AirTalk for April 15, 2011

Sidney Lumet – a curtain call for a legend of cinema

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Stephen Lovekin/Getty Images

Director Sidney Lumet waits to enter the funeral service of late singer/actress Lena Horne.

Director Sidney Lumet started his show business career acting in plays at the tender age of 4. A series of Broadway roles followed in the 1930s, which led him to try his hand at directing television in the medium’s nascent years in the early 1950s. By 1955 Lumet’s reputation had grown and he had begun to direct feature films, first achieving notoriety with the critically and financially successful 12 Angry Men. Lumet directed over 40 feature films in his lifetime, and his masterful style and ability to garner stellar performances from his actors put him on the short list of highly influential American directors that also includes Stanley Kubrick and Martin Scorsese. Lumet’s most famous movies, Serpico, Dog Day Afternoon, Network and The Verdict exemplify his deft ability to direct emotional and complex movies that steer clear of overt sentimentality. Lumet passed away at age 86 in his beloved New York City on April 9. Which of Sidney Lumet’s movies are most influential? What kind of legacy has he left for modern filmmakers?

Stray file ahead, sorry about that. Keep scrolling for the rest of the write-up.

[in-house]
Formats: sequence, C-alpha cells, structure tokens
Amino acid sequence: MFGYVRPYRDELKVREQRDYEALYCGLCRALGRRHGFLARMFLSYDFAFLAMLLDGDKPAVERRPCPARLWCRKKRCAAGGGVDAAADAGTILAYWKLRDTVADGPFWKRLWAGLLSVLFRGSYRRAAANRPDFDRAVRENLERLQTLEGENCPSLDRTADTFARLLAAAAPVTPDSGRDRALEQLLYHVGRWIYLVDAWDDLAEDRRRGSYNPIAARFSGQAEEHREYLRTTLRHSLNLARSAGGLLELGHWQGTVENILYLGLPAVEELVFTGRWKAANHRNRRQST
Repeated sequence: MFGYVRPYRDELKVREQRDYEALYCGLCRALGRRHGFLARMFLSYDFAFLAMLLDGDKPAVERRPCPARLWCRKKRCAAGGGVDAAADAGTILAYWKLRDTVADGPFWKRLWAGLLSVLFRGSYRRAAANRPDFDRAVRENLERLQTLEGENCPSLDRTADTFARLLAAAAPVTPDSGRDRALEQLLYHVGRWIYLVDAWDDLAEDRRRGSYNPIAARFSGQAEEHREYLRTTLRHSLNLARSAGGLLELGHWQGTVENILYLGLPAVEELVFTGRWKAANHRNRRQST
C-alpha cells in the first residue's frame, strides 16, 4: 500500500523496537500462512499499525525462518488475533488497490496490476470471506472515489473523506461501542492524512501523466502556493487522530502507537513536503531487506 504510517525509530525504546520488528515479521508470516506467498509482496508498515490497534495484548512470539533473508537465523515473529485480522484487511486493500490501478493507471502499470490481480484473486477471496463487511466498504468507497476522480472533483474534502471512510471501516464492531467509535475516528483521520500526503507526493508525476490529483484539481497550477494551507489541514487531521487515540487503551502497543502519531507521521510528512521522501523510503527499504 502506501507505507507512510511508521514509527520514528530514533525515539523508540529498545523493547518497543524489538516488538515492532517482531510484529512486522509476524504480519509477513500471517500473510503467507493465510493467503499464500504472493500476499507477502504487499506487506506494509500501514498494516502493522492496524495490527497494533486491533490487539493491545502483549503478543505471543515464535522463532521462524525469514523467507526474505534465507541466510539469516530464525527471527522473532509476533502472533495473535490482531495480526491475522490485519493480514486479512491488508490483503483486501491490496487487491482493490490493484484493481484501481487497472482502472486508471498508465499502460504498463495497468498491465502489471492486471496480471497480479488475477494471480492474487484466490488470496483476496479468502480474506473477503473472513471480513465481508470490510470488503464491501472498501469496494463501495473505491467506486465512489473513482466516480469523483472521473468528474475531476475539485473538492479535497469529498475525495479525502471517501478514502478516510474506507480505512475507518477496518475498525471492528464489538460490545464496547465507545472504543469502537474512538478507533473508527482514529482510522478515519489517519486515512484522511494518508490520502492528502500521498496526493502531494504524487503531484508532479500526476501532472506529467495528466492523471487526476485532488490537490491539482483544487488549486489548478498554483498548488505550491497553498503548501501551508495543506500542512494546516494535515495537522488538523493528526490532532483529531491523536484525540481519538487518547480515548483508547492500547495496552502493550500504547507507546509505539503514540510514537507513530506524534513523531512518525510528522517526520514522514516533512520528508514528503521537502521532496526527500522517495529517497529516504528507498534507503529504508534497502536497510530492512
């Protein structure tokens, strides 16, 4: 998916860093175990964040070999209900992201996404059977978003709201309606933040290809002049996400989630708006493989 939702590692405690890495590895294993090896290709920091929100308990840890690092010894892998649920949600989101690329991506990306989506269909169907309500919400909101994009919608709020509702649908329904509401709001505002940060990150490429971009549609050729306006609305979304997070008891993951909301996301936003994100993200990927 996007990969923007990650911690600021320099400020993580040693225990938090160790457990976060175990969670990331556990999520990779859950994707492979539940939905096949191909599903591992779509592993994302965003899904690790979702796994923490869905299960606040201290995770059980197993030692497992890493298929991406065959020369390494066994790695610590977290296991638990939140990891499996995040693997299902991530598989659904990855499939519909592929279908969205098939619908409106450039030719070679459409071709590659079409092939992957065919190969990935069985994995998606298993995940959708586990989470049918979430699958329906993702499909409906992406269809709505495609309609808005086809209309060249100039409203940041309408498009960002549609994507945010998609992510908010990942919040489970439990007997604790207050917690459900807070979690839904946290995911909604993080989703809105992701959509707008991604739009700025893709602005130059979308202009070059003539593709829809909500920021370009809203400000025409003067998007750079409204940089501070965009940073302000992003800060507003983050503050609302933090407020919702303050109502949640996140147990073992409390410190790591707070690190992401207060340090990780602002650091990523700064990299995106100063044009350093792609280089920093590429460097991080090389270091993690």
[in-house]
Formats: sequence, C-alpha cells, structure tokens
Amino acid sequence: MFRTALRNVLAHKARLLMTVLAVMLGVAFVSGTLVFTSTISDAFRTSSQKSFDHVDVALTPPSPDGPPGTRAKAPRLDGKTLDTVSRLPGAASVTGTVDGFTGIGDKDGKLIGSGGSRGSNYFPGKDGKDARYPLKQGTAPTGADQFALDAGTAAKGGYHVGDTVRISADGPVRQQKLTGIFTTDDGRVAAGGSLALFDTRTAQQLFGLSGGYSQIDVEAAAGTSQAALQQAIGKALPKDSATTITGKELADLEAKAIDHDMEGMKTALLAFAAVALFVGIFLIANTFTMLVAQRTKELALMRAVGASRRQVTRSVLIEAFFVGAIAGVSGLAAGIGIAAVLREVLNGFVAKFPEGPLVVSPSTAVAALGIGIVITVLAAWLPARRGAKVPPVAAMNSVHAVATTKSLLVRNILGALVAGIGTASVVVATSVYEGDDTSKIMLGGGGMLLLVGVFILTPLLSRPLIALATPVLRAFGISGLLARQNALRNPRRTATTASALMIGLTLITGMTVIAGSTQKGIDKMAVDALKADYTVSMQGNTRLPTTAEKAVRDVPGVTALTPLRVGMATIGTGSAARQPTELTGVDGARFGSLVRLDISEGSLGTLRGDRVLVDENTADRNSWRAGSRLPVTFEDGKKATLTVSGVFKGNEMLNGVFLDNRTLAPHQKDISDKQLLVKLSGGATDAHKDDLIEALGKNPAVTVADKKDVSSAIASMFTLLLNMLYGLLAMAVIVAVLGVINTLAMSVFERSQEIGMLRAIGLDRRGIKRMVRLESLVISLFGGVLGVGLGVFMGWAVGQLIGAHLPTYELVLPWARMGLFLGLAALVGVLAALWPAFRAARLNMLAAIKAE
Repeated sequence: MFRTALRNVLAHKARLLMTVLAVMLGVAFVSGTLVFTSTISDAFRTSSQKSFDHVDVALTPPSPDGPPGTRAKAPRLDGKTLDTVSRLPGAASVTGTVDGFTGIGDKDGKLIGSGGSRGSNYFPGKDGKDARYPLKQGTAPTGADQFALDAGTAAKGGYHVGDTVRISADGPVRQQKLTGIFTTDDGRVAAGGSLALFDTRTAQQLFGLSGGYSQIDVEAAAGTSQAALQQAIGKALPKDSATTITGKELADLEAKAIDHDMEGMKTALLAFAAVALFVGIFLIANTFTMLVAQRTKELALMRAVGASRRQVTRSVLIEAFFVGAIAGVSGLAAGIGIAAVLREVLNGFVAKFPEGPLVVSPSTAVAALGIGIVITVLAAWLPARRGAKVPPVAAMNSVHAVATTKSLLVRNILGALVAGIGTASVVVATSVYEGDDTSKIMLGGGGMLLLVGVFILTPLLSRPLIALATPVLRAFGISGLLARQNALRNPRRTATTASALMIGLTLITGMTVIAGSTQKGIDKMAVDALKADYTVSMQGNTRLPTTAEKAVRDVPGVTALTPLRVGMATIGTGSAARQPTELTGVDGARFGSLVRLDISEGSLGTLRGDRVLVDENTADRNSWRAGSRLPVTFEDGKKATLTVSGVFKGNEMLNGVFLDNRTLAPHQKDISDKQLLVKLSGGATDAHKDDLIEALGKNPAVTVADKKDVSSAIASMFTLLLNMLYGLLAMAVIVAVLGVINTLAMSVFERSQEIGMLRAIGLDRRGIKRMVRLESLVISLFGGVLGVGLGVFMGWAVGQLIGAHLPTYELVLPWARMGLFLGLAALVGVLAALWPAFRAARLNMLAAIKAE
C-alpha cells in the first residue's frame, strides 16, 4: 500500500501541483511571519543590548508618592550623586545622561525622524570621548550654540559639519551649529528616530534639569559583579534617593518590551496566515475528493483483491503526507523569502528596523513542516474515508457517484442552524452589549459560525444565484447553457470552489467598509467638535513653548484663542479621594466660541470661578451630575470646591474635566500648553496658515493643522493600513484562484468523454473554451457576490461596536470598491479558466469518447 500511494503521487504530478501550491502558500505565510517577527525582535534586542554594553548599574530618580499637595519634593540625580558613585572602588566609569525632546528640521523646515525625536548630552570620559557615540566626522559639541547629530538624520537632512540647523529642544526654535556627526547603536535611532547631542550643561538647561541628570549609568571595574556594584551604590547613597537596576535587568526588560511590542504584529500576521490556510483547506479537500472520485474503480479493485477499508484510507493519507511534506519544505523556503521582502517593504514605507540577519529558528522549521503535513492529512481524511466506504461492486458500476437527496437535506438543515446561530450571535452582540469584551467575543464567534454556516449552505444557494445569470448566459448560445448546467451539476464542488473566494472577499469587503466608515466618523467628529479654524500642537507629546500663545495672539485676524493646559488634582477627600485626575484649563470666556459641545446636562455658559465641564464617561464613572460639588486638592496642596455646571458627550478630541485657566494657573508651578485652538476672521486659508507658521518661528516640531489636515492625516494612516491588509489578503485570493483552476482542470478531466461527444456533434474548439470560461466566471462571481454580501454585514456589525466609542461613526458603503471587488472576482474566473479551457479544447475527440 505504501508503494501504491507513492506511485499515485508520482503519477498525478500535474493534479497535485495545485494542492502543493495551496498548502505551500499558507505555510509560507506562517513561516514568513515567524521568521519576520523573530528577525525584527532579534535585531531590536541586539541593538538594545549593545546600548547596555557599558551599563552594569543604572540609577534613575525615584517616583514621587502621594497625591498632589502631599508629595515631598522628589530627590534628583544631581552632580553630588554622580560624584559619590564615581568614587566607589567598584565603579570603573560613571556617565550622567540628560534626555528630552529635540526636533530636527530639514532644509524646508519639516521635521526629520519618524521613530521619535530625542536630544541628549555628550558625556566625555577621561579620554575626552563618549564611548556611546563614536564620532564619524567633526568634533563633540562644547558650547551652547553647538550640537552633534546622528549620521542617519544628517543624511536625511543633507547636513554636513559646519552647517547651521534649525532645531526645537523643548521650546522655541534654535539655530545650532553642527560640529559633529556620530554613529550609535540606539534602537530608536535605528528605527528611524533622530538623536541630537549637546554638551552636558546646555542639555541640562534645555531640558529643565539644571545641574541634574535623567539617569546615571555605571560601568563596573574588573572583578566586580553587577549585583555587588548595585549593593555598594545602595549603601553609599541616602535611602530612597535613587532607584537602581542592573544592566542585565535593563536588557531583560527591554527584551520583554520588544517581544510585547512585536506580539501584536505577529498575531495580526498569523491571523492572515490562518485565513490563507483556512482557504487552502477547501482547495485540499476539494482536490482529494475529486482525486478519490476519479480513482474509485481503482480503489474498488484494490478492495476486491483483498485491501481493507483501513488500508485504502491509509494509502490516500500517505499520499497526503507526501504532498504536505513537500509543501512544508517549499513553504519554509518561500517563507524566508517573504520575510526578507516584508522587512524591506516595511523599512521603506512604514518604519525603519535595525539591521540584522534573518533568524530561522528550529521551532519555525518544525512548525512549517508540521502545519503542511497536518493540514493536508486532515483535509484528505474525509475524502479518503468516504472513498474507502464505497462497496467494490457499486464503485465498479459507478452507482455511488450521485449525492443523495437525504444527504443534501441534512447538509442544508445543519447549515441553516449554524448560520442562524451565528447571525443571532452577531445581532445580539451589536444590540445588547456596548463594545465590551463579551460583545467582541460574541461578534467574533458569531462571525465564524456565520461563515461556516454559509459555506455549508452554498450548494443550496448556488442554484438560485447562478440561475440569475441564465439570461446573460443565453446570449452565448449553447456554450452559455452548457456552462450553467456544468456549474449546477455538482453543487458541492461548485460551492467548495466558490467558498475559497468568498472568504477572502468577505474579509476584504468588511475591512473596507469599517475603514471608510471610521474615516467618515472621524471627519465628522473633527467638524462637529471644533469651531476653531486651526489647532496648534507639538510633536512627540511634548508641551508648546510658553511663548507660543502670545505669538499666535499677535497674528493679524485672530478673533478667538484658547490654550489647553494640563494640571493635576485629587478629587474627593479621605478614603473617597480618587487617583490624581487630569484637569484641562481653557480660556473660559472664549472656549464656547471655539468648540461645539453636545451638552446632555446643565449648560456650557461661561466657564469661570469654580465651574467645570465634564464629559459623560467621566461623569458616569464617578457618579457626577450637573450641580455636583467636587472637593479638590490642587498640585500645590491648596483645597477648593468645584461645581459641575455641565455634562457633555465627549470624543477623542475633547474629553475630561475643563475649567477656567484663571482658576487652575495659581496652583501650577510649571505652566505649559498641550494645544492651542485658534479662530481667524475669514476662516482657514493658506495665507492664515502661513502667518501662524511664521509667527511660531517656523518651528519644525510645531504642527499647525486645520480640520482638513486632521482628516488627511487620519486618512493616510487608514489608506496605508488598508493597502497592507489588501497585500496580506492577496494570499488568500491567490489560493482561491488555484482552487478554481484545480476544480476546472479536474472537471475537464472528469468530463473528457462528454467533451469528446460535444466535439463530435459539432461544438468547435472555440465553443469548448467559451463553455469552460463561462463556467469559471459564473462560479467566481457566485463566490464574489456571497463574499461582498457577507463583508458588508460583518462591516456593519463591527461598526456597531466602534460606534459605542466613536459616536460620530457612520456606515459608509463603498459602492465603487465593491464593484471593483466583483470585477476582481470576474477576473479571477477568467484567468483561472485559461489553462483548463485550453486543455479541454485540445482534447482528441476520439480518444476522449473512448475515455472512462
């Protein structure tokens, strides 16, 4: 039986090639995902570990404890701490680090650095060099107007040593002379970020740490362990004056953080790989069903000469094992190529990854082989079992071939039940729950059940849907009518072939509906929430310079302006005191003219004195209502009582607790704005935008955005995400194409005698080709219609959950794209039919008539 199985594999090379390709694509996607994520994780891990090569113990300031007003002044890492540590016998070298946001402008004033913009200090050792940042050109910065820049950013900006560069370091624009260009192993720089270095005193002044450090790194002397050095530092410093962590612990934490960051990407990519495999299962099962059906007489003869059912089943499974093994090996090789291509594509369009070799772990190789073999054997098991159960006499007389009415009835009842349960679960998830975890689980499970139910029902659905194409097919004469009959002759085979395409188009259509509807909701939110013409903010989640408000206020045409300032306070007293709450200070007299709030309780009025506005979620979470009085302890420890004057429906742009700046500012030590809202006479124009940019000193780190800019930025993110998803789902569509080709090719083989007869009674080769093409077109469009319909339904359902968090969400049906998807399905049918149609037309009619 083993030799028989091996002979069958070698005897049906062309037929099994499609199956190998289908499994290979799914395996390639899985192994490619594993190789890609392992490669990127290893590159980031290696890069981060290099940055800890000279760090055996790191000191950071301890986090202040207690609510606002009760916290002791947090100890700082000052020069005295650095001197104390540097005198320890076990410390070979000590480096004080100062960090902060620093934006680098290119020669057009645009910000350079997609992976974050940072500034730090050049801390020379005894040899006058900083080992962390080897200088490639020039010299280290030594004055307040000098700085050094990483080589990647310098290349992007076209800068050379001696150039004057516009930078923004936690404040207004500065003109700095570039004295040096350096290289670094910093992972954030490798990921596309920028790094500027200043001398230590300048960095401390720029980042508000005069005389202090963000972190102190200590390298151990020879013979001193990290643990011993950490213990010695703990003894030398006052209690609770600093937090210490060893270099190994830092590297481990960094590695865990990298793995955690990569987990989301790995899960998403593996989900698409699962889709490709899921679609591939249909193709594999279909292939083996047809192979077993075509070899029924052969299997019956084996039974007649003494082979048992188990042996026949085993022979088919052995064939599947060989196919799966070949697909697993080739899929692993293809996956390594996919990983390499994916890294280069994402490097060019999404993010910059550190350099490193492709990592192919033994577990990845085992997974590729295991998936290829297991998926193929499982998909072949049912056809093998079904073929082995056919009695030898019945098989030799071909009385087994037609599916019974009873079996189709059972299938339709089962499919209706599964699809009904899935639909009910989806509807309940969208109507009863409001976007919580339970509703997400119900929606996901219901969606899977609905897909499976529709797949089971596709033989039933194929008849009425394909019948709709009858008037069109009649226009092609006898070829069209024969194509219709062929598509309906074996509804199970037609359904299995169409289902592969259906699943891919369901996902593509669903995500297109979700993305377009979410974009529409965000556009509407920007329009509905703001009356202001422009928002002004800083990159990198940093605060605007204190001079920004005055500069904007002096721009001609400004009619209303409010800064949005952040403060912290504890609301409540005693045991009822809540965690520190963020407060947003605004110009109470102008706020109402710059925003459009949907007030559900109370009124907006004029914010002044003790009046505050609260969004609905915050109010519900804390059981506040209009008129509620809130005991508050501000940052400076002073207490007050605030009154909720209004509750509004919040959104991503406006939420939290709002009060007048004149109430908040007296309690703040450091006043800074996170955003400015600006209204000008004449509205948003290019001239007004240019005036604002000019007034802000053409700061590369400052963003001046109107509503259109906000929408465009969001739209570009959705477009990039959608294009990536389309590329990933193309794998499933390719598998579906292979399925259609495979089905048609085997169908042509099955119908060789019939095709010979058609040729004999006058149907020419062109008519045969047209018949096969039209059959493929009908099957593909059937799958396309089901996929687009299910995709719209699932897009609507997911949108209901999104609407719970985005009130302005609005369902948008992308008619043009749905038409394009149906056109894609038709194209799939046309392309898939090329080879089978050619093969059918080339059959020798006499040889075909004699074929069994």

Guests

Henry Sheehan, film critic for KPCC and henrysheehan.com

Tim Cogshell, film critic for KPCC and Box Office Magazine

Charles Solomon, film critic for KPCC and amazon.com


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